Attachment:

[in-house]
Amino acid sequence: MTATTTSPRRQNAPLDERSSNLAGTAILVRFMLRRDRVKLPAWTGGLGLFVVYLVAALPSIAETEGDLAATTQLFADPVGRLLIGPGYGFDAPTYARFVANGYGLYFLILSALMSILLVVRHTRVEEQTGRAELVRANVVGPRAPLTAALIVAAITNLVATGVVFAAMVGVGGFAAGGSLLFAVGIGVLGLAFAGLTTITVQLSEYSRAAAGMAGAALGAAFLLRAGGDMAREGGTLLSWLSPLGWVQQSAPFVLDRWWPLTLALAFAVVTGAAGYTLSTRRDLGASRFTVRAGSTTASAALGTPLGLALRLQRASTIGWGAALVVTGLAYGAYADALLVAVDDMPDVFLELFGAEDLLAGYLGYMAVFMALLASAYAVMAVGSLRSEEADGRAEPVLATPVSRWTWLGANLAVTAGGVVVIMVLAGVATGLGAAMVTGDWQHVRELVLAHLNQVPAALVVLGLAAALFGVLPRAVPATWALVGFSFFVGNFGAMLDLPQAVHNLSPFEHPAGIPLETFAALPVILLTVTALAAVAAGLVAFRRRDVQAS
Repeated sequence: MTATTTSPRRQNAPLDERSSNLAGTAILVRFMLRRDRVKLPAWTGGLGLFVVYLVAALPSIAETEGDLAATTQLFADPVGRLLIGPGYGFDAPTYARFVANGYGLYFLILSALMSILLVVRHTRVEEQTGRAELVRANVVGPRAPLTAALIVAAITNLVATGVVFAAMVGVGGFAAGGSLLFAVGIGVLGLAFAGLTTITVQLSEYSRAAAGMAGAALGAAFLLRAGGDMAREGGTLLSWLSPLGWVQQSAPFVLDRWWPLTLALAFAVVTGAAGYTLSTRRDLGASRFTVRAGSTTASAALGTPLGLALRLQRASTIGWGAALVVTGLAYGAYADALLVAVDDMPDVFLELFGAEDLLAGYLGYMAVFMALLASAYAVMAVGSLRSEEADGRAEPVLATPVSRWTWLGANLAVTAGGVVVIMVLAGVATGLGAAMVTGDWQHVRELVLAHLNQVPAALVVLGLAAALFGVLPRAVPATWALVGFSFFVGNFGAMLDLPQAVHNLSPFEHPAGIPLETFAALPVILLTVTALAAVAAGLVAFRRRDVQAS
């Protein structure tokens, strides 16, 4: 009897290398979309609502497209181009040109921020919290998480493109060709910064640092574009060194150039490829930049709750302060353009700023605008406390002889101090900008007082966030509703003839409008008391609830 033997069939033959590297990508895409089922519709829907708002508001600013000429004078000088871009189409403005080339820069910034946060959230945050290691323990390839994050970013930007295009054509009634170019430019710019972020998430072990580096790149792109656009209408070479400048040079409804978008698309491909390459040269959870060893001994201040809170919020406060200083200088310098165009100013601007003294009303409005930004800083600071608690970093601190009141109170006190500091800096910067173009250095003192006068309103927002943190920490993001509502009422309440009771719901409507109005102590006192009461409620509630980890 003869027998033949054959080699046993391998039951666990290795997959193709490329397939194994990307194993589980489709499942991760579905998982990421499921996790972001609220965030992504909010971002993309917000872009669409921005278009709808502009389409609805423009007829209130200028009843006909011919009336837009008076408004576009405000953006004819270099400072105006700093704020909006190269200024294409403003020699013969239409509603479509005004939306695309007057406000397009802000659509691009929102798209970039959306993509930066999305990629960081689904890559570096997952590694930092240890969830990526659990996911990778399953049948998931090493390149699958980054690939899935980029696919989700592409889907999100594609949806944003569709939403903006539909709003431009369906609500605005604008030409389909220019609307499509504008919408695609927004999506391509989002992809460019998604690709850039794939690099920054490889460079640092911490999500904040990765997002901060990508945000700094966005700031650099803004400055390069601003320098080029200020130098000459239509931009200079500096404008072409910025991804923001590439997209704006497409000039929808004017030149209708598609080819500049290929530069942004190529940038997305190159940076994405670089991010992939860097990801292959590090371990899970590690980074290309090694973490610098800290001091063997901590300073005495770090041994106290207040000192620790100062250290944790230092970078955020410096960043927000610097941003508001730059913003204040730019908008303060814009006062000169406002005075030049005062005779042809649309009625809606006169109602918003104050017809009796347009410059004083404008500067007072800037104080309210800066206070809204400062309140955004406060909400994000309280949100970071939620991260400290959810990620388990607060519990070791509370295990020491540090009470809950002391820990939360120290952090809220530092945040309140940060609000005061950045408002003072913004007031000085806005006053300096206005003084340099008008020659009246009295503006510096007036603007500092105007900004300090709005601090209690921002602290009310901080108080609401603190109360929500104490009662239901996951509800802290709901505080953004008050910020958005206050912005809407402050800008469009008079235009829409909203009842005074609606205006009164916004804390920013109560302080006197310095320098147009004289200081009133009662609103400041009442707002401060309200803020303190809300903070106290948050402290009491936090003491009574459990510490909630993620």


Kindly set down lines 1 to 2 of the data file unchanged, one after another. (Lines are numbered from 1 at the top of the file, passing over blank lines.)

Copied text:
[in-house]
Amino acid sequence: MTATTTSPRRQNAPLDERSSNLAGTAILVRFMLRRDRVKLPAWTGGLGLFVVYLVAALPSIAETEGDLAATTQLFADPVGRLLIGPGYGFDAPTYARFVANGYGLYFLILSALMSILLVVRHTRVEEQTGRAELVRANVVGPRAPLTAALIVAAITNLVATGVVFAAMVGVGGFAAGGSLLFAVGIGVLGLAFAGLTTITVQLSEYSRAAAGMAGAALGAAFLLRAGGDMAREGGTLLSWLSPLGWVQQSAPFVLDRWWPLTLALAFAVVTGAAGYTLSTRRDLGASRFTVRAGSTTASAALGTPLGLALRLQRASTIGWGAALVVTGLAYGAYADALLVAVDDMPDVFLELFGAEDLLAGYLGYMAVFMALLASAYAVMAVGSLRSEEADGRAEPVLATPVSRWTWLGANLAVTAGGVVVIMVLAGVATGLGAAMVTGDWQHVRELVLAHLNQVPAALVVLGLAAALFGVLPRAVPATWALVGFSFFVGNFGAMLDLPQAVHNLSPFEHPAGIPLETFAALPVILLTVTALAAVAAGLVAFRRRDVQAS